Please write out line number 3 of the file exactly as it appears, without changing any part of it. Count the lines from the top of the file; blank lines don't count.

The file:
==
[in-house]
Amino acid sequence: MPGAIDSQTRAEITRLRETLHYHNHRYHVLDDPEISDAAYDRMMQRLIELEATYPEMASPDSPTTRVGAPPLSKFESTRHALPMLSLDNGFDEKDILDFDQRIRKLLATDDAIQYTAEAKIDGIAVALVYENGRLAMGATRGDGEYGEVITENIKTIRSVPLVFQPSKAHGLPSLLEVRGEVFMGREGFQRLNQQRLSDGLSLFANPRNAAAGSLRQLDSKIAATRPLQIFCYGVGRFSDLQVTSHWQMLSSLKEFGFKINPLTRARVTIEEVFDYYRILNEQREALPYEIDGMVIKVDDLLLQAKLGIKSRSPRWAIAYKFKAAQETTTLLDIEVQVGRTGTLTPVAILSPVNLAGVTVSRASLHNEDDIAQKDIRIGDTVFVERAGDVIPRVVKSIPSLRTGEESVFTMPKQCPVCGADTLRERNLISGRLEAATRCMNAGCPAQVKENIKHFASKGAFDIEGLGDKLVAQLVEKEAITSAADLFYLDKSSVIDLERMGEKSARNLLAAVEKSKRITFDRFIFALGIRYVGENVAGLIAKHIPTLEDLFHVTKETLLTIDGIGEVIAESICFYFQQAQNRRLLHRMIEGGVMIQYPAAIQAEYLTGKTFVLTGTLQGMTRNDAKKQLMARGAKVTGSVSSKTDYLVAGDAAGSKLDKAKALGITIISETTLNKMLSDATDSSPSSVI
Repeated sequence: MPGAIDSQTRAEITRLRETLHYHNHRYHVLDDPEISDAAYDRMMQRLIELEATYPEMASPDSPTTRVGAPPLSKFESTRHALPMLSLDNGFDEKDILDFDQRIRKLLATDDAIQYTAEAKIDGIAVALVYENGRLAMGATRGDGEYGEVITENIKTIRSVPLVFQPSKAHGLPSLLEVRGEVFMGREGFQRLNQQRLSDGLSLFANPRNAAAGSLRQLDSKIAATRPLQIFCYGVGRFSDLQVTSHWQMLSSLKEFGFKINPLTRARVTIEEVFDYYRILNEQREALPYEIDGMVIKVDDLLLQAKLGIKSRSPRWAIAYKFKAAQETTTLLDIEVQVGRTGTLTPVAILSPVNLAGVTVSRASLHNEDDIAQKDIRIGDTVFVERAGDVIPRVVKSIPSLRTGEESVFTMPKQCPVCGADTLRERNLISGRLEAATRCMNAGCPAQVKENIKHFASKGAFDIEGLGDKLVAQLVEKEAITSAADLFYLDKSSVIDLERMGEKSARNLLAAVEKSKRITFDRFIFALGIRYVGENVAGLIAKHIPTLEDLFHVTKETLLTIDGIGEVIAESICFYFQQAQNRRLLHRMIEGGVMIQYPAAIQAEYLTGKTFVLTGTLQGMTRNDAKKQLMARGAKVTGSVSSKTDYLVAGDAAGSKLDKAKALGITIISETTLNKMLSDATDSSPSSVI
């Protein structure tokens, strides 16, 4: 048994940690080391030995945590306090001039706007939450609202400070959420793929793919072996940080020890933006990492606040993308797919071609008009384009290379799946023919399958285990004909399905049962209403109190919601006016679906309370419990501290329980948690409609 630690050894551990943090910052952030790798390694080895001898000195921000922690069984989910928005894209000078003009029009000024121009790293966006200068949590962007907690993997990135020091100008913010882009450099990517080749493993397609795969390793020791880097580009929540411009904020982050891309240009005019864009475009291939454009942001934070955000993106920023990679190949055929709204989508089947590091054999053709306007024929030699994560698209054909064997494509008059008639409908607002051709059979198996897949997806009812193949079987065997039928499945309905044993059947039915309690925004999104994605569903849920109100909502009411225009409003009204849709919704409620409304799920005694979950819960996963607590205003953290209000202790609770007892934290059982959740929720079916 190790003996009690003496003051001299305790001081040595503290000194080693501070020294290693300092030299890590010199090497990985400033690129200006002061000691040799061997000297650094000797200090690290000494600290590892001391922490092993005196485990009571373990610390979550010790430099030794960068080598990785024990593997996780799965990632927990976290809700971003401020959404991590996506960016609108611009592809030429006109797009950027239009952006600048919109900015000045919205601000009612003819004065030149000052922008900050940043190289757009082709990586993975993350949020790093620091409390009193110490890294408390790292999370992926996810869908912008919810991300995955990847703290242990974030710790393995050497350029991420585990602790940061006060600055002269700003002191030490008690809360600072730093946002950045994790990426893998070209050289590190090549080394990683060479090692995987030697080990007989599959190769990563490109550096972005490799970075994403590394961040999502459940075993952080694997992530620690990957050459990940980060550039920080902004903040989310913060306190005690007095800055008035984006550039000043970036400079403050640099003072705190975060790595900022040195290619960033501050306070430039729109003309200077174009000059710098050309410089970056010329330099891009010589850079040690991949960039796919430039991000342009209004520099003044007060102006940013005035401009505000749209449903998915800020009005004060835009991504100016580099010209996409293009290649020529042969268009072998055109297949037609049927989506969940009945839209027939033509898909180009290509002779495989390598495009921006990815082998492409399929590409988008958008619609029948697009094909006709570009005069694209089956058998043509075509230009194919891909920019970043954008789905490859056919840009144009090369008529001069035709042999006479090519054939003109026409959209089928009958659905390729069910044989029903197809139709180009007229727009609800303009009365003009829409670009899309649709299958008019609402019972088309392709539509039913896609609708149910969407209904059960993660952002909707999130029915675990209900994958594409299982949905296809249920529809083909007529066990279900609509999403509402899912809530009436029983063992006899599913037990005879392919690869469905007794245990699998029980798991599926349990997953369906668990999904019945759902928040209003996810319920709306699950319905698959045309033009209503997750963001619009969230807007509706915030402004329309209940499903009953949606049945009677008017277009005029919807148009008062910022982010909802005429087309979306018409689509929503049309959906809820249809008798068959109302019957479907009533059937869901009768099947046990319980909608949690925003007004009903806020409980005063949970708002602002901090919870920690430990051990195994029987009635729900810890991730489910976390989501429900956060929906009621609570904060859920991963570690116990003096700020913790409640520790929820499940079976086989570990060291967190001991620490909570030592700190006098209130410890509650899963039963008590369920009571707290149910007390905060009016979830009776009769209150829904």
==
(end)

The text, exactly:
Repeated sequence: MPGAIDSQTRAEITRLRETLHYHNHRYHVLDDPEISDAAYDRMMQRLIELEATYPEMASPDSPTTRVGAPPLSKFESTRHALPMLSLDNGFDEKDILDFDQRIRKLLATDDAIQYTAEAKIDGIAVALVYENGRLAMGATRGDGEYGEVITENIKTIRSVPLVFQPSKAHGLPSLLEVRGEVFMGREGFQRLNQQRLSDGLSLFANPRNAAAGSLRQLDSKIAATRPLQIFCYGVGRFSDLQVTSHWQMLSSLKEFGFKINPLTRARVTIEEVFDYYRILNEQREALPYEIDGMVIKVDDLLLQAKLGIKSRSPRWAIAYKFKAAQETTTLLDIEVQVGRTGTLTPVAILSPVNLAGVTVSRASLHNEDDIAQKDIRIGDTVFVERAGDVIPRVVKSIPSLRTGEESVFTMPKQCPVCGADTLRERNLISGRLEAATRCMNAGCPAQVKENIKHFASKGAFDIEGLGDKLVAQLVEKEAITSAADLFYLDKSSVIDLERMGEKSARNLLAAVEKSKRITFDRFIFALGIRYVGENVAGLIAKHIPTLEDLFHVTKETLLTIDGIGEVIAESICFYFQQAQNRRLLHRMIEGGVMIQYPAAIQAEYLTGKTFVLTGTLQGMTRNDAKKQLMARGAKVTGSVSSKTDYLVAGDAAGSKLDKAKALGITIISETTLNKMLSDATDSSPSSVI